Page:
LCD Screen Backlighting ¶ 

The backlight circuits in all iDevices with an LCD (excluding the classic iPod or Nano) share a common architecture:

  • A power chip generates the backlight signal.
  • An inductor, commonly called the “backlight coil," amplifies the signal.
  • A diode prevents reverse voltage.
  • A ferrite bead filters the signal.
  • A ribbon cable carries the signal to the backlight LED strip.
  • Some devices have an additional backlight driver chip.

Troubleshooting the Cause of a Backlight Failure ¶ 

Most iPad/iPhone hardware operates at voltages between 1.8 V - 5.2 V. However, the backlight circuit operates at about 15 - 20 V. At this higher voltage, the backlight components are more prone to damage when a short circuit occurs. The high voltage backlight circuit is also prone to corrosion from water damage.

The Most Common Causes of Display Failures ¶ 

  • The LCD screen - LCD failure can occur from drop damage, water damage, or it can simply be the result of a defective part.
  • The backlight filter - When a short in the backlight circuit occurs, the thin wire inside the filter breaks, severing power from the backlight LEDs.
  • The backlight diode - Like the backlight filters, the backlight diode is a fragile component. In cases where a backlight filter is particularly burned up, you’ll often find that the diode has failed as well. Diode failure in the absence of filter damage is rare, but it can happen.

The inductor coil is rarely the point of failure in modern iDevices.

Backlight Short Circuits ¶ 

The most common cause of a self-induced short occurs from working on the device with the battery still connected. Even when the screen is dark, there is voltage in the backlight circuit. A slipped pair of tweezers or misalignment of the LCD connector can short the backlight circuit to ground. (The iPad mini is particularly prone to this fault, as simply removing or inserting the flex cable into its connector at a slight angle is enough to bridge the backlight’s high voltage pin to the adjacent ground pin.) Avoid self-induced shorts by always disconnecting the battery before working on a device.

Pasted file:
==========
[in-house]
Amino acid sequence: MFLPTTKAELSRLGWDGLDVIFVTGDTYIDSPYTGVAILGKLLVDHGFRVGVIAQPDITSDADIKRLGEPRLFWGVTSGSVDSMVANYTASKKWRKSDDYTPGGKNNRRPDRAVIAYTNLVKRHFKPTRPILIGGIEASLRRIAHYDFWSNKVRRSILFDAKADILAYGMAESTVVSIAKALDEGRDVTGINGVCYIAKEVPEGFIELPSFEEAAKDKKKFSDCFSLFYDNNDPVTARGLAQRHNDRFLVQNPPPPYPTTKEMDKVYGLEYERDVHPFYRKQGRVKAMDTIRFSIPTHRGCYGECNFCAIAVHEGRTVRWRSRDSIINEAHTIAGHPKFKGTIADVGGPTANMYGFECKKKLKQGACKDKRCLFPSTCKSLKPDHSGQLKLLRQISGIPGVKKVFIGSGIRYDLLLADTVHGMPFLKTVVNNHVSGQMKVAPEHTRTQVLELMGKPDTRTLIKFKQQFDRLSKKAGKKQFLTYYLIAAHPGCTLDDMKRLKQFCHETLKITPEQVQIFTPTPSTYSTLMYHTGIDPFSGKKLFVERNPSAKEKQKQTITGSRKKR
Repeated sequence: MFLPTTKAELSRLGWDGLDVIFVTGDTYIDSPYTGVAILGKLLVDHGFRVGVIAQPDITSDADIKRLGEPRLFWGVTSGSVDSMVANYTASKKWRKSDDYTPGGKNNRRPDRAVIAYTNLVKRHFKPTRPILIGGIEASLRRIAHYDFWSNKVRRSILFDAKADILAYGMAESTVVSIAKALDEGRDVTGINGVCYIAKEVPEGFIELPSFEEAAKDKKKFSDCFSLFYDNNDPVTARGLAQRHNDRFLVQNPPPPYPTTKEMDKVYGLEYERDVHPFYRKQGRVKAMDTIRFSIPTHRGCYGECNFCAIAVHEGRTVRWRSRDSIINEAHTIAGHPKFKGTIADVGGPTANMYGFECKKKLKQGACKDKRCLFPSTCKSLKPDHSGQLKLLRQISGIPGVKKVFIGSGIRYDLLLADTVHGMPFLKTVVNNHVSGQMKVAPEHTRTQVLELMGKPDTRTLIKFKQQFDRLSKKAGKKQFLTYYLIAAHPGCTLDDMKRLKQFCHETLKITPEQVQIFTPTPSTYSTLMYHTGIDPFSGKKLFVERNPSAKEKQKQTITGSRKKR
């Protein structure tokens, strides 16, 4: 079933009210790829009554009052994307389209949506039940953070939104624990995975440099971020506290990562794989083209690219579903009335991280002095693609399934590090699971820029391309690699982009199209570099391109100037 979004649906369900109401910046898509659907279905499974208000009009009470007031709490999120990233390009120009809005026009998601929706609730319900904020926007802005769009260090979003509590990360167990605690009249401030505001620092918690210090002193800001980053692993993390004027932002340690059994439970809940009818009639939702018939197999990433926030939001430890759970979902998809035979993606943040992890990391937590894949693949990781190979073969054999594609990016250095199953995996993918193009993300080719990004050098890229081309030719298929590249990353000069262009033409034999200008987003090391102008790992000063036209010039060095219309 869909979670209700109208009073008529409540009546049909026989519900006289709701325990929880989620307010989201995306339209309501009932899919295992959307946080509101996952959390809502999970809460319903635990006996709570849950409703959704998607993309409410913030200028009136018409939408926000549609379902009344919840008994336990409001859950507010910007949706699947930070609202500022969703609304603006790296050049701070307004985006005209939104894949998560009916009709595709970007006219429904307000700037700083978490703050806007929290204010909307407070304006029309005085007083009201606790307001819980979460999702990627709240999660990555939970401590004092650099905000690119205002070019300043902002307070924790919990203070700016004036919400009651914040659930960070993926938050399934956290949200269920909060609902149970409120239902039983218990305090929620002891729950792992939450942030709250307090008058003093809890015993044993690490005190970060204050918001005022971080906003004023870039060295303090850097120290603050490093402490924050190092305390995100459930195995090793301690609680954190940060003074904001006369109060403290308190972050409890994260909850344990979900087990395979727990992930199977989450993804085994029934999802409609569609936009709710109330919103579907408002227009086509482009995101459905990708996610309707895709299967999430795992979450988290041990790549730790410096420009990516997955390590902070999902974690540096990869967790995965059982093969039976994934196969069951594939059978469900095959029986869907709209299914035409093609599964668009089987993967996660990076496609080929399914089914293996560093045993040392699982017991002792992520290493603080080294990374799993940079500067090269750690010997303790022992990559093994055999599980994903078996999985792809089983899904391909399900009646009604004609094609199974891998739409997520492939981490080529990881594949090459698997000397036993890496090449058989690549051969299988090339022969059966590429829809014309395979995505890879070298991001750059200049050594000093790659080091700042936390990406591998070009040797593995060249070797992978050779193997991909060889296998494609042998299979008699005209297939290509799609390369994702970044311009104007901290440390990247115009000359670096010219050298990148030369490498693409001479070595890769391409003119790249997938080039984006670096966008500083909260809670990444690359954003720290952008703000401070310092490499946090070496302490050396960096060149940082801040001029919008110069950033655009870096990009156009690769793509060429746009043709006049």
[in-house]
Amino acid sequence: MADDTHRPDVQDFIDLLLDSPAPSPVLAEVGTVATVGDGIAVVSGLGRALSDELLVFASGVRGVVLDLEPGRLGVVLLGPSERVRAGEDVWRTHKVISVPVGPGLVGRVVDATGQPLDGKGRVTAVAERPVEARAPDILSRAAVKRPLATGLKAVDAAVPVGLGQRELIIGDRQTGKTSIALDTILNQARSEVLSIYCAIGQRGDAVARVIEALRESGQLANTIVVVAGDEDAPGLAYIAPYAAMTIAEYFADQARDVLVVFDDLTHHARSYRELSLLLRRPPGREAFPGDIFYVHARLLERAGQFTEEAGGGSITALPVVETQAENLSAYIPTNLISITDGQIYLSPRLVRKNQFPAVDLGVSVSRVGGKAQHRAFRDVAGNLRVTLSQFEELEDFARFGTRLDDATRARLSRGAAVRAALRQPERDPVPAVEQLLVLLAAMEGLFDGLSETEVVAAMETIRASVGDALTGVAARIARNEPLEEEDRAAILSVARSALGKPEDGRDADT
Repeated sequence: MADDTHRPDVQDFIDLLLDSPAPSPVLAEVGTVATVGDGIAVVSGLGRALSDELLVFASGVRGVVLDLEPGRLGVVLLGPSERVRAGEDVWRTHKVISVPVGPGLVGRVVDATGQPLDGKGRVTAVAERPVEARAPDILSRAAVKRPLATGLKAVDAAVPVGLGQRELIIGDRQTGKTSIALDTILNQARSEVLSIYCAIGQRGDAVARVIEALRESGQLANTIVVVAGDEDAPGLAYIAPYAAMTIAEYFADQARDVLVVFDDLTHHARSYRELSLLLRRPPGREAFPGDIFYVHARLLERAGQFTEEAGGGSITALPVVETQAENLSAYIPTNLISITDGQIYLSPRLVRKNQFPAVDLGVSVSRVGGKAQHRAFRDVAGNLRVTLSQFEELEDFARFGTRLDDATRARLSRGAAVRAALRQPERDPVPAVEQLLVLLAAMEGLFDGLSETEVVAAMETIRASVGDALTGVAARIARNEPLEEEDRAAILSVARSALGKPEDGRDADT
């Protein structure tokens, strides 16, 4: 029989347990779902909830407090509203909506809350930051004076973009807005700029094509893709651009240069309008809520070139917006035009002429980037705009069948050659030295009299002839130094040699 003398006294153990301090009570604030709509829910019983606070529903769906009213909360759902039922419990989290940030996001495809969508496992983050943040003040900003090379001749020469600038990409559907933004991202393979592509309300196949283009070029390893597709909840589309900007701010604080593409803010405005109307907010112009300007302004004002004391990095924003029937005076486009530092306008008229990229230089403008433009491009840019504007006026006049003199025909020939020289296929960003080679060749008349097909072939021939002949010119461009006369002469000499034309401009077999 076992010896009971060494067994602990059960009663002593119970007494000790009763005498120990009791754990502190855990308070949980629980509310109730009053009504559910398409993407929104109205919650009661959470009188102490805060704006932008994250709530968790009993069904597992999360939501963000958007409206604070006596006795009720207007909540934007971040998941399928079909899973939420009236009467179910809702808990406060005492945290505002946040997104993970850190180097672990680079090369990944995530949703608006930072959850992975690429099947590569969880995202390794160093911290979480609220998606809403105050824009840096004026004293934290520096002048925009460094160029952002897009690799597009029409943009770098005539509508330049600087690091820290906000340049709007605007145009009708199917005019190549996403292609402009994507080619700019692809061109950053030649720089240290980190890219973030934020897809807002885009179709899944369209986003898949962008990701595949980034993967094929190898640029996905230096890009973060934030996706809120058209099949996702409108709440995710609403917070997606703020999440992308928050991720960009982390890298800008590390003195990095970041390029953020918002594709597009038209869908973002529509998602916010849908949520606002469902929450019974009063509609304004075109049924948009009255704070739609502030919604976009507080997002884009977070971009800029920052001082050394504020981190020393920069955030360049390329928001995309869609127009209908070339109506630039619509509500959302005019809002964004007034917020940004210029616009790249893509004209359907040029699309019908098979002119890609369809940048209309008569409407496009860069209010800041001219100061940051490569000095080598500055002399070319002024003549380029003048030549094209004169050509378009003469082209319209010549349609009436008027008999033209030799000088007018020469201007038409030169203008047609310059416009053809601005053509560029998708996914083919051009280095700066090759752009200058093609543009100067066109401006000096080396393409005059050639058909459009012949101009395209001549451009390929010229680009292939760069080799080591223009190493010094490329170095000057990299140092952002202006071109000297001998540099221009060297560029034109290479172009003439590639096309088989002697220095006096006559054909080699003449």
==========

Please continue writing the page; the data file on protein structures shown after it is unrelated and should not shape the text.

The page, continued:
Another cause of backlight shorts is faulty assembly procedures. iPhone screens have a soldered joint on the LCD flex cable connecting the thinner backlight flex cable that powers the LED light strip. During device fabrication, these solder joints are protected by piece of black tape—however, during the screen refurbishing process some manufacturers neglect to replace the tape, apply it misaligned, or fail to apply it securely. As a result, the screen initially works during testing—but once the metal LCD shield is installed, the exposed solder joints touch the grounded frame, shorting the backlight circuit.

Backlight shorts can occur when the latch for the ZIF connector securing the LCD flex is missing. The LCD flex slides out an angle and the high voltage backlight pin contacts the ground pin, causing a short circuit.

Other Common Causes of Backlight Failure ¶ 

Water damage is a frequent source of backlight problems. Water will corrode the LCD connector pin/pad junction, which breaks the electrical path to the connector and can damage the filter.

Backlight circuit failure can also occur from damage to the electrical traces on the circuit board. If the electrical traces buried in the board are inadvertently severed—for example, from trying to fasten the board with too large a screw—the backlight circuit will not conduct power to the backlight LEDs.

Diagnosing a Backlight Failure ¶ 

To diagnose whether your device is “dead” or just has a malfunctioning screen, try connecting it to your computer. If the computer recognizes the device, then the problem probably resides with the LCD screen or backlight circuit. Additionally, iPhones will notify the user of a backlight problem by repeatedly playing a chime sound and vibrating.

The good news is that nearly all backlight failures are repairable. Once the damaged component is identified it can simply be replaced. If this isn’t something that you can do yourself, call a knowledgeable microsolder shop and send it out for a quick repair.

6 Comments

Very good information to know thanks

Oumar Mansare - Reply

Very good information, but what you are referring to as a "filter" is in fact a fusible link, on a circuit you will find it abbreviated FL, it is in fact a fuse and not a filter.

funkyman - Reply

No I don't think so

diane parrino - Reply

thanks very good

Mehmet Yelden - Reply

That's good advice

Andre Petetan -

Thanks for the advice

Andre Petetan -

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